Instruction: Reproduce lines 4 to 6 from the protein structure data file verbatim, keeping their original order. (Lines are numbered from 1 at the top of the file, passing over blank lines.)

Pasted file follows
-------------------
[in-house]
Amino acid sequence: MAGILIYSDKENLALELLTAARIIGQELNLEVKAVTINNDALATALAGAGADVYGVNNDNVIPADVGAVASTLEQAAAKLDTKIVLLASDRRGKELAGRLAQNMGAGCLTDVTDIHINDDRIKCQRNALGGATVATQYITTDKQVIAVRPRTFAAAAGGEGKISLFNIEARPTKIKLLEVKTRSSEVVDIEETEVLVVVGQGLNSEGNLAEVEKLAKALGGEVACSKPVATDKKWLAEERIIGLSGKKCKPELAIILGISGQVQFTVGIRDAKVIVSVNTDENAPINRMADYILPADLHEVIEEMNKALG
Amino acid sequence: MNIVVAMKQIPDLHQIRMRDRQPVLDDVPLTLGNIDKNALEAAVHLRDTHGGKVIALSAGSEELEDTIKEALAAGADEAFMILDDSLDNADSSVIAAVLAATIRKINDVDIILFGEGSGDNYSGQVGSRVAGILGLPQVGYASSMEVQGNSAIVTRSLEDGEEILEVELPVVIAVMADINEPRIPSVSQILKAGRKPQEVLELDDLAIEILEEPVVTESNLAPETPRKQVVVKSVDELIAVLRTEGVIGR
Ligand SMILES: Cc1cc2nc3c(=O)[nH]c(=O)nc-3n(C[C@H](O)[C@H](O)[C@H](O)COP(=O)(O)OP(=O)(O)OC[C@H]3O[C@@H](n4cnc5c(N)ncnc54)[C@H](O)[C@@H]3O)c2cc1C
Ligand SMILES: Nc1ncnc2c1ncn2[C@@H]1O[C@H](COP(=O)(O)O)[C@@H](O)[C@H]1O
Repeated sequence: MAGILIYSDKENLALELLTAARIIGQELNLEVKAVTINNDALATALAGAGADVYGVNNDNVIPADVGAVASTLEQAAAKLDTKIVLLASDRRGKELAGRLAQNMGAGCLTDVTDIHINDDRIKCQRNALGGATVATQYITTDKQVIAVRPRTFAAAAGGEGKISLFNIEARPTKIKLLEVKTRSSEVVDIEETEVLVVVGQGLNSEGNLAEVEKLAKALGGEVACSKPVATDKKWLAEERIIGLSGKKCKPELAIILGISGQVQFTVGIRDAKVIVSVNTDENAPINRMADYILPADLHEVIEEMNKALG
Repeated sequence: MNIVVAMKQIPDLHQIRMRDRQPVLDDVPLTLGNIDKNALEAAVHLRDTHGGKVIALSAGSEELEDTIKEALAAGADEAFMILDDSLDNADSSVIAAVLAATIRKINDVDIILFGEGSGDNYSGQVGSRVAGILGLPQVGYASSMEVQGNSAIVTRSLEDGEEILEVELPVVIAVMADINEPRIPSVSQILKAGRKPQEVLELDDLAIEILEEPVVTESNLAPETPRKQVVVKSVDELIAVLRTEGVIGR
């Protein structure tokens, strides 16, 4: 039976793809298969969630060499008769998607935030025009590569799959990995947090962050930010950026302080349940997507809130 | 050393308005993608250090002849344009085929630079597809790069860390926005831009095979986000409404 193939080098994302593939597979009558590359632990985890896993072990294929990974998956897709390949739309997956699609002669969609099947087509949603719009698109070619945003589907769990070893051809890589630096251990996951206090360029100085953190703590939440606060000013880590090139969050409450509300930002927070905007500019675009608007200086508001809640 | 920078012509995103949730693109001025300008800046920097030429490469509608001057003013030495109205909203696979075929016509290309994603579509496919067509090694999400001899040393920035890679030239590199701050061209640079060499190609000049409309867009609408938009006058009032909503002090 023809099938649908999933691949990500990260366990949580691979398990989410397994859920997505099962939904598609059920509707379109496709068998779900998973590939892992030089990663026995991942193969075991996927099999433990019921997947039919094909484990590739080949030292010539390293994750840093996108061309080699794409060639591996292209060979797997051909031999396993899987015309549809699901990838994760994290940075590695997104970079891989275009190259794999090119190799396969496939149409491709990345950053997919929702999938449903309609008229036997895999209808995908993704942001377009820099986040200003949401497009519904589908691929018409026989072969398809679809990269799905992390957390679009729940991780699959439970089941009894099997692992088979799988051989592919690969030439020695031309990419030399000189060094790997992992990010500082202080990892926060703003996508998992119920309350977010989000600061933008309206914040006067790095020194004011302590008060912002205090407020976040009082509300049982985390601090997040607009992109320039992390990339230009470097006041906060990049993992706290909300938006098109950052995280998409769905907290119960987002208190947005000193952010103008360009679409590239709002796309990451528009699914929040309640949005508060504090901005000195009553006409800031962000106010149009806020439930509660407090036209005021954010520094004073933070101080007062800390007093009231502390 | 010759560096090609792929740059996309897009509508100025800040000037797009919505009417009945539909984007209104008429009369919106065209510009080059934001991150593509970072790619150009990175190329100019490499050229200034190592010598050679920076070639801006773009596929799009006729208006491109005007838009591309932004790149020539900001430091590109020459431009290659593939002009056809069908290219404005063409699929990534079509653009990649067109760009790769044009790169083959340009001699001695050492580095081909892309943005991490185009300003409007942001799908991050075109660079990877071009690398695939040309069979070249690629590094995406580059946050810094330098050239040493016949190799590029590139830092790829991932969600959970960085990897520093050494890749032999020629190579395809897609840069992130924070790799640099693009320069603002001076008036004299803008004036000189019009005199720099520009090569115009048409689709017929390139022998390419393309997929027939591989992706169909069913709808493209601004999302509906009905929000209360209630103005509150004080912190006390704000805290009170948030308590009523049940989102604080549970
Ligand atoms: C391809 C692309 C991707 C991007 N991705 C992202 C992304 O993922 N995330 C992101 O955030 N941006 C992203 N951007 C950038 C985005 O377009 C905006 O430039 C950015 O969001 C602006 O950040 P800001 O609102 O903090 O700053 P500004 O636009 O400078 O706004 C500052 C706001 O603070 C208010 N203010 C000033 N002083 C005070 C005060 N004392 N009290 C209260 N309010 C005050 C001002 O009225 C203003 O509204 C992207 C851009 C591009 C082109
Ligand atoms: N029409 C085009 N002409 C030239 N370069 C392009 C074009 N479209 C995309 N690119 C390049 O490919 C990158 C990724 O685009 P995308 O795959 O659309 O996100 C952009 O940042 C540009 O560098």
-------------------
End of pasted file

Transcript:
Ligand SMILES: Cc1cc2nc3c(=O)[nH]c(=O)nc-3n(C[C@H](O)[C@H](O)[C@H](O)COP(=O)(O)OP(=O)(O)OC[C@H]3O[C@@H](n4cnc5c(N)ncnc54)[C@H](O)[C@@H]3O)c2cc1C
Ligand SMILES: Nc1ncnc2c1ncn2[C@@H]1O[C@H](COP(=O)(O)O)[C@@H](O)[C@H]1O
Repeated sequence: MAGILIYSDKENLALELLTAARIIGQELNLEVKAVTINNDALATALAGAGADVYGVNNDNVIPADVGAVASTLEQAAAKLDTKIVLLASDRRGKELAGRLAQNMGAGCLTDVTDIHINDDRIKCQRNALGGATVATQYITTDKQVIAVRPRTFAAAAGGEGKISLFNIEARPTKIKLLEVKTRSSEVVDIEETEVLVVVGQGLNSEGNLAEVEKLAKALGGEVACSKPVATDKKWLAEERIIGLSGKKCKPELAIILGISGQVQFTVGIRDAKVIVSVNTDENAPINRMADYILPADLHEVIEEMNKALG